In some systems, transmitted frames of a continuous data stream are counted through a timing master. When a synchronization loss is detected, a timing master may transmit a message to some or all slave devices in the communication with the network. The communication may include a synchronization frame counter value that synchronizes the frame counter value of the timing master and the frame counter value of the slave devices. The slave devices may be synchronized to a common frame counter value. Between the transmissions of synchronizing messages (by the timing master), the slave devices may count the received frames and may provide their frame counter value to applications executed by the slave devices. By this process, a synchronisation loss or a frame loss may be quickly detected which may minimize the recognizable loss of a synchronization. The process may facilitate a quick network resynchronization when a loss occurs.
  • [0020]
    A system may support many protocols including mobile based protocols that serve vehicle networks. The systems may support one or more of a Media Oriented Systems Transport (MOST) bus (e.g., MOST 25, frames comprising 64 bytes: 1 byte administrative or preamble, 60 bytes streaming data, 2 bytes control messages, 1 byte administrative or parity), a Controller Area Network (CAN) protocol, an SAE J1850 protocol, a Variable Pulse Width Modulated (VPWM) protocol, a Pulse Width Modulated (PWM) protocol, an Itellibus protocol, a Distributed Systems Interface (DSI) protocol, a byte-flight protocol, a Bosch-Siemens-Temic (BST) protocol, a Mobile Multimedia Link (MML) protocol, a Flex Ray protocol, a Domestic Digital Data Bus (D2B) protocol, an IDB-1394 protocol, a SMARTwireX protocol, an International Organization for Standardizations (ISO) protocol and/or other mobile protocols.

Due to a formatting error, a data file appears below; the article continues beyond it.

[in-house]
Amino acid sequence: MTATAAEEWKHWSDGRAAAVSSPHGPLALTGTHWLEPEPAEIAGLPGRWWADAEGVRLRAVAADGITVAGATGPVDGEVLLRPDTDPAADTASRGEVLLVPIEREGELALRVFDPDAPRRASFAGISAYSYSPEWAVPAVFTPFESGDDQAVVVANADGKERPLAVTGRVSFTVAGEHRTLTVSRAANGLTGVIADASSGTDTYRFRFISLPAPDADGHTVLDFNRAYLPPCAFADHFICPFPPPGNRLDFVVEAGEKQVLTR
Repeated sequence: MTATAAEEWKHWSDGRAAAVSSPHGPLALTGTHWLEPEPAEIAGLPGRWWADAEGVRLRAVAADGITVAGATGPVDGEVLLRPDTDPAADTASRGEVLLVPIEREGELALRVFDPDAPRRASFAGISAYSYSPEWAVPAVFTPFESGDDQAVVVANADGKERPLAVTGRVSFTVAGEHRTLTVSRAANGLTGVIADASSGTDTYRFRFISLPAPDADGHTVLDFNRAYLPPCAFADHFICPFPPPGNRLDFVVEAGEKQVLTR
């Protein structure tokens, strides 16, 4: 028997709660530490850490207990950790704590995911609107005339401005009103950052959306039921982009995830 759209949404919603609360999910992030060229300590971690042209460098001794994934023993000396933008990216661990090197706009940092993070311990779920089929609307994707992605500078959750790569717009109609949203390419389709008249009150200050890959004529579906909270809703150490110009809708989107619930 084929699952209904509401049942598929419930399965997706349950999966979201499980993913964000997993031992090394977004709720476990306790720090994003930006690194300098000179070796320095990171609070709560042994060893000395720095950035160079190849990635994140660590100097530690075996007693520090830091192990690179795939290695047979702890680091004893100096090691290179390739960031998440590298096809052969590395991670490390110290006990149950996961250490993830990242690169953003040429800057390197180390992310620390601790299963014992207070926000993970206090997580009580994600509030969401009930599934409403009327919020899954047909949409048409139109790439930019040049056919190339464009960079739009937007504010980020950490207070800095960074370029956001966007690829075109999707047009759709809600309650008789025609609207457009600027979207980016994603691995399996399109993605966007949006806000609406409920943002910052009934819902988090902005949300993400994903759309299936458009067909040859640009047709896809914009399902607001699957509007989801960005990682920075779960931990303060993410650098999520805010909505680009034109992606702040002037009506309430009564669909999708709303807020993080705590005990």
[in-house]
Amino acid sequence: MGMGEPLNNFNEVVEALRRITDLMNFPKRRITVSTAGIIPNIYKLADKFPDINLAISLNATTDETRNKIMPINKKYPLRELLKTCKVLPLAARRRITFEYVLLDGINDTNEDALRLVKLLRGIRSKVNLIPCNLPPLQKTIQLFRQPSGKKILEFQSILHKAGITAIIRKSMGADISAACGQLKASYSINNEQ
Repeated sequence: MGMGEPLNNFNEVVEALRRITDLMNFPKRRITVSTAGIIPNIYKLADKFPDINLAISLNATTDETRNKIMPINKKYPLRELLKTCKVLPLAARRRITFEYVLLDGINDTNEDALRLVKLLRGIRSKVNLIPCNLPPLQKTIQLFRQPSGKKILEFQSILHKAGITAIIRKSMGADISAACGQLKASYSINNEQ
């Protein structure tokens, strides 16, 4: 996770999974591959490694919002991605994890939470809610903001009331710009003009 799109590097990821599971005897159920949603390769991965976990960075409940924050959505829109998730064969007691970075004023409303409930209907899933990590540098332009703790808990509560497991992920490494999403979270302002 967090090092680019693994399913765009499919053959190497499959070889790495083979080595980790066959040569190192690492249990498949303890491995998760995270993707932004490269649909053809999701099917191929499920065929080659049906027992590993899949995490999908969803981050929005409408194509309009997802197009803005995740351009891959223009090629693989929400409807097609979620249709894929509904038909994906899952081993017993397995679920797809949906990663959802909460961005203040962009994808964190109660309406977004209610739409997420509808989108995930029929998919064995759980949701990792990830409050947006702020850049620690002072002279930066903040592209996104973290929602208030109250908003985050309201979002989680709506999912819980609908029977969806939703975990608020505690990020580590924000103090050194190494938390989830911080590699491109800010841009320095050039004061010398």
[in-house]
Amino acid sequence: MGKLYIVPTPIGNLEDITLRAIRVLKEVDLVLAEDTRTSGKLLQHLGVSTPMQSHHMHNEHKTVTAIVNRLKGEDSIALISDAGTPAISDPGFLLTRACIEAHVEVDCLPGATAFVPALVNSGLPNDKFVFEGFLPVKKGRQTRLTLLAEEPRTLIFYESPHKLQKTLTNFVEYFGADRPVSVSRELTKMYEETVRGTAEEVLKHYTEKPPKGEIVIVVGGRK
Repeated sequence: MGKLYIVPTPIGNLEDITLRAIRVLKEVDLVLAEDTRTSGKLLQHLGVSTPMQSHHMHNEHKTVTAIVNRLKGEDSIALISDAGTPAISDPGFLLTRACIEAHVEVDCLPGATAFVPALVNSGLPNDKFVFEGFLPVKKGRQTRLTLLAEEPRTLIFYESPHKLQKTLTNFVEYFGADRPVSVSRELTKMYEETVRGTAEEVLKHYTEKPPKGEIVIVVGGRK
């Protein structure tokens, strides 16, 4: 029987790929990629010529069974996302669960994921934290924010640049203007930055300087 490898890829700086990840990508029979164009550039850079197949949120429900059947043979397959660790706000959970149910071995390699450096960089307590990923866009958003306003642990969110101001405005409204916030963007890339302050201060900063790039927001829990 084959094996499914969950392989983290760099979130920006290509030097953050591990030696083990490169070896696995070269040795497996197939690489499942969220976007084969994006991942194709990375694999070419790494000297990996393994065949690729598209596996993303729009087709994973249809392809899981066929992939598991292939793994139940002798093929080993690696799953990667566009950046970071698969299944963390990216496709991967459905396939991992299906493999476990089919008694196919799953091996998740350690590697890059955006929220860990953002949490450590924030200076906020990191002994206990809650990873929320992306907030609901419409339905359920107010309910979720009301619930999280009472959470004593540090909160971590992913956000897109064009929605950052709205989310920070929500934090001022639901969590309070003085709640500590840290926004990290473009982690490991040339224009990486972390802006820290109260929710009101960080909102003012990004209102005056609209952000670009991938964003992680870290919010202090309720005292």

• [0021]
    The matching of frame counter values of a timing master and a slave device in a closed loop or ring network may occur through a frame counter. The frame counter may track or count the number of frames transmitted by the timing master. When synchronization is lost, the timing master may transmit a message that includes synchronization frame counter value. The frame counter value of one or more slave devices may be programmed or set to the synchronization frame counter value (e.g., a common frame counter value) transmitted from the timing master. In some applications, the detected synchronization loss may correspond to a frame counter value n. The synchronization frame counter value may correspond to the frame counter value n+1. In other applications, the synchronization frame counter value may correspond to the number of frames that have been successfully transmitted by the timing master before the synchronization loss was detected.